He concluded that the finding in the report that there was no overt racial motivation doesn’t detract from the trauma inflicted on the young Black boy.
“The finding that the white boys didn’t mean this as a lynching or a race-based things doesn’t mean the incident wasn’t racially traumatic for the 8-year-old Black child. At the end of the day, we cannot have children in our town who are traumatised at events on town-owned land,” Malkin said.
Select board member Bill Rossi said he thinks the CTAC treated this event with the “utmost seriousness,” and that their report was well-written, although there were some important elements that were left out. “But I think they were left out because they couldn’t speak to a certain number of people for whatever reason,” Rossi said.
Additionally, Rossi said, he wanted the report to better provide an understanding of what the goals going forward are for the camp program, and for the CTAC overall.
“How would these findings be considered, moving into the next season? It’s an unfortunate incident, and we do need people to feel safe when they send their children to camp in the town of Chilmark,” Rossi said.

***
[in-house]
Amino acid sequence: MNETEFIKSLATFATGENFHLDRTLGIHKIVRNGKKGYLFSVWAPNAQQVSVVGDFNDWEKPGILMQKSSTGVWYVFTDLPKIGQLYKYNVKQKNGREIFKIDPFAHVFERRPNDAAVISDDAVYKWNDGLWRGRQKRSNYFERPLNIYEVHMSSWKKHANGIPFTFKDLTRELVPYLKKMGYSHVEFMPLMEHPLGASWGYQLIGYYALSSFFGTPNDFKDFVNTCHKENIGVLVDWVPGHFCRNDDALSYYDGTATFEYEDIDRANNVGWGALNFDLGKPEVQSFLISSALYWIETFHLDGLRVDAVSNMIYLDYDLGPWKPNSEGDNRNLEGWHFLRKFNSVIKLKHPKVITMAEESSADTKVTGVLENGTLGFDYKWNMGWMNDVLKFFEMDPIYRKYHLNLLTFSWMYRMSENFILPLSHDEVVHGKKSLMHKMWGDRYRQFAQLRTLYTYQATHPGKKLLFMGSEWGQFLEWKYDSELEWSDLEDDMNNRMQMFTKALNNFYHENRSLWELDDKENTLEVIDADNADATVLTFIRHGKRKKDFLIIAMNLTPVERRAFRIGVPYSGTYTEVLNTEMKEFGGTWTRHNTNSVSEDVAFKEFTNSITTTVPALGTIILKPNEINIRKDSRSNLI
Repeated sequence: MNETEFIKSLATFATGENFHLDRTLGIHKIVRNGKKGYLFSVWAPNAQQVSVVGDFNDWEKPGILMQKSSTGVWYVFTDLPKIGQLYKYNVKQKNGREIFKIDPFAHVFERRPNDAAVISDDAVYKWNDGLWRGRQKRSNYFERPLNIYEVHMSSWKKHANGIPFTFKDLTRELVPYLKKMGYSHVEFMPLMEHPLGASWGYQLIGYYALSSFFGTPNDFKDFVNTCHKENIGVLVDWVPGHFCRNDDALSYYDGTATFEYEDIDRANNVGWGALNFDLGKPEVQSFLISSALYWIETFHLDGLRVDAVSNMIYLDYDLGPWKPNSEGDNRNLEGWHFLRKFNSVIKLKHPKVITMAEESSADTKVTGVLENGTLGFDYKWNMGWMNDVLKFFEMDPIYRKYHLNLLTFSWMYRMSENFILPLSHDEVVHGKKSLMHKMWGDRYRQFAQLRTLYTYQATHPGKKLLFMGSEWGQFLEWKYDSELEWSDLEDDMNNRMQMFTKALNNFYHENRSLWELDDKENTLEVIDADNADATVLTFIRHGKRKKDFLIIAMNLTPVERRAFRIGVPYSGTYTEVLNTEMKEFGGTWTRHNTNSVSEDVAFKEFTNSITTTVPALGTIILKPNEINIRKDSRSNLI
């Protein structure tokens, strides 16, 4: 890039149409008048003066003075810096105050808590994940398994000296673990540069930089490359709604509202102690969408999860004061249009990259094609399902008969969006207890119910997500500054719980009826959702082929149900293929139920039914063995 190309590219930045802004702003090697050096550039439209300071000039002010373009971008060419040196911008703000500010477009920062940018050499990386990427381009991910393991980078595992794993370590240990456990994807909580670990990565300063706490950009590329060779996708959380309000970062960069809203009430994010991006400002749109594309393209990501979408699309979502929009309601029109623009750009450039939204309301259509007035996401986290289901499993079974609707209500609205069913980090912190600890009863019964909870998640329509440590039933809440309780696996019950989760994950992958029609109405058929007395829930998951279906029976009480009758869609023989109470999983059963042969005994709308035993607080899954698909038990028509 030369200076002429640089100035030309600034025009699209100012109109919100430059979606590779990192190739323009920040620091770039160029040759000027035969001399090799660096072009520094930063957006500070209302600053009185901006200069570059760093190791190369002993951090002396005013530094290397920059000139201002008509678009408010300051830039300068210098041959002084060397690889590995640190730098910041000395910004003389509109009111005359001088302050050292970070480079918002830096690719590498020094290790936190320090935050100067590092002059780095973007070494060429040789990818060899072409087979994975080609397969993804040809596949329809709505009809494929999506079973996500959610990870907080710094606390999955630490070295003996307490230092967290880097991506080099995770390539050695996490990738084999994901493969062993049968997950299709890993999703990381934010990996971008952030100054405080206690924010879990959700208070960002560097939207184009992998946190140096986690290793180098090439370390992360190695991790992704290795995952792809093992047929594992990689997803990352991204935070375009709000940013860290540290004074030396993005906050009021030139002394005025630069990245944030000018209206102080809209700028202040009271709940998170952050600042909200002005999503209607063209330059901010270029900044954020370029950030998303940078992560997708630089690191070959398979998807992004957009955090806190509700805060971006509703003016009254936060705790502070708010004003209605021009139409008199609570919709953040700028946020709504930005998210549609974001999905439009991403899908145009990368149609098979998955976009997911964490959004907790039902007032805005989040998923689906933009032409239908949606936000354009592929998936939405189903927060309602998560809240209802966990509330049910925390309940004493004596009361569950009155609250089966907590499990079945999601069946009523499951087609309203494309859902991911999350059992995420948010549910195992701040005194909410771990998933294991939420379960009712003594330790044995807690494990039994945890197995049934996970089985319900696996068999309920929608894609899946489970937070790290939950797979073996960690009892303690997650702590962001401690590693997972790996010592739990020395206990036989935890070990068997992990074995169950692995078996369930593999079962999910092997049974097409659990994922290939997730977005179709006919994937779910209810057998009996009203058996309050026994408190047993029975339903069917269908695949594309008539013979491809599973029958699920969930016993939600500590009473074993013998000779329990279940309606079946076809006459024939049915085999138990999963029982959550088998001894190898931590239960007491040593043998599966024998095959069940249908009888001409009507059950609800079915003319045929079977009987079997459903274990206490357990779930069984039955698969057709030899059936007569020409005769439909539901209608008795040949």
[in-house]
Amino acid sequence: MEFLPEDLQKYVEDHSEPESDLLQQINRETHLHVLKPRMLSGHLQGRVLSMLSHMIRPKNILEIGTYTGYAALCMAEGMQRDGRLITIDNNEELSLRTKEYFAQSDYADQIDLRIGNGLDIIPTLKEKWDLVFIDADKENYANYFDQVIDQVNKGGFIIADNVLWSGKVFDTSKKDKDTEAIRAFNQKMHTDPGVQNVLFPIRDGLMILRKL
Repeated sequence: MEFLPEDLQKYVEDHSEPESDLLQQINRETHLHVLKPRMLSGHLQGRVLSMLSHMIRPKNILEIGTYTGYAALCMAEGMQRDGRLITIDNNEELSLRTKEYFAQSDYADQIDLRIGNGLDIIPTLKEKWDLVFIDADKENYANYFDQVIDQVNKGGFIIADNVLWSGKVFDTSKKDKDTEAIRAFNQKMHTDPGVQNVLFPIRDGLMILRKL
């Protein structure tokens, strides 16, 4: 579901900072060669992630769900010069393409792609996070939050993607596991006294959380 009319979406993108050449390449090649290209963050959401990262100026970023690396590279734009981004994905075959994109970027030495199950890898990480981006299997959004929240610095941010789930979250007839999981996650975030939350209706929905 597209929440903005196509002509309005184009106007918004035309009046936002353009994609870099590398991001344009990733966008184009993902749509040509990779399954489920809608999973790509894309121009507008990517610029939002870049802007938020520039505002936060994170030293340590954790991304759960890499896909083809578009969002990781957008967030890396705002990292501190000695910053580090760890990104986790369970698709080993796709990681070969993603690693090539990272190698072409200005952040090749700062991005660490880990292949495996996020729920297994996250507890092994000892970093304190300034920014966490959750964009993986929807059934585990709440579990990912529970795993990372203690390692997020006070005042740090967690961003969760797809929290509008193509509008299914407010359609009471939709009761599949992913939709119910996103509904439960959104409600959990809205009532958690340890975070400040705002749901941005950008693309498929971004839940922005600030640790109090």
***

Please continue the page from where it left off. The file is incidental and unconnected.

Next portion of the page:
Select board member Warren Doty noted the lawn signs spread around town that say, “Only you and I can end racism,” and said he thinks the camp needs to commit to a program that lives up to that slogan. “What can we do to end racism in our town?” he asked.
Jeff Herman, president of the CTAC, commented on remarks made by the select board about the report.
He said the report reflects the CTAC’s attempts to speak with as many people as they were able to in order to understand the facts, and noted that although it may seem a small matter, the investigation was made more difficult by the fact that most (if not all) of the individuals who were involved were minors.
Both the victim and the two other boys were minors, along with the two staff members who were most immediately involved with the group the boys were a part of, according to Herman.
“We were not able to get the parents’ consent to speak with them, and there were other limitations on the amount of evidence and information we were able to gather,” Herman said.